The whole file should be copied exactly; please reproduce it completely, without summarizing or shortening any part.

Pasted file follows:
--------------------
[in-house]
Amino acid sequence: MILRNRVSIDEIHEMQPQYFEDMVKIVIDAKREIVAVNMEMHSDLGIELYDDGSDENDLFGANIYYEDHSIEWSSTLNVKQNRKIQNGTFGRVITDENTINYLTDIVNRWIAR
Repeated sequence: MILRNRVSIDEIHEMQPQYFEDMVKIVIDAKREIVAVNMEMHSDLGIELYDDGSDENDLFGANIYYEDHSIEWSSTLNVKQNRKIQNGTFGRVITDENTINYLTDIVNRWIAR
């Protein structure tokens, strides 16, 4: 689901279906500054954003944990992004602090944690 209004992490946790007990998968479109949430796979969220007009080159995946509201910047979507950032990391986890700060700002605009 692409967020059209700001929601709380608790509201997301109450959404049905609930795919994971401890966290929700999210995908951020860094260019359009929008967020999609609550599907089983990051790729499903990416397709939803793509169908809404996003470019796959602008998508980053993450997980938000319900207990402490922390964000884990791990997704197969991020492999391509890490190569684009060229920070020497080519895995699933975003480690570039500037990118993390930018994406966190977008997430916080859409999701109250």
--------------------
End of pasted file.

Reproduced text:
[in-house]
Amino acid sequence: MILRNRVSIDEIHEMQPQYFEDMVKIVIDAKREIVAVNMEMHSDLGIELYDDGSDENDLFGANIYYEDHSIEWSSTLNVKQNRKIQNGTFGRVITDENTINYLTDIVNRWIAR
Repeated sequence: MILRNRVSIDEIHEMQPQYFEDMVKIVIDAKREIVAVNMEMHSDLGIELYDDGSDENDLFGANIYYEDHSIEWSSTLNVKQNRKIQNGTFGRVITDENTINYLTDIVNRWIAR
């Protein structure tokens, strides 16, 4: 689901279906500054954003944990992004602090944690 209004992490946790007990998968479109949430796979969220007009080159995946509201910047979507950032990391986890700060700002605009 692409967020059209700001929601709380608790509201997301109450959404049905609930795919994971401890966290929700999210995908951020860094260019359009929008967020999609609550599907089983990051790729499903990416397709939803793509169908809404996003470019796959602008998508980053993450997980938000319900207990402490922390964000884990791990997704197969991020492999391509890490190569684009060229920070020497080519895995699933975003480690570039500037990118993390930018994406966190977008997430916080859409999701109250």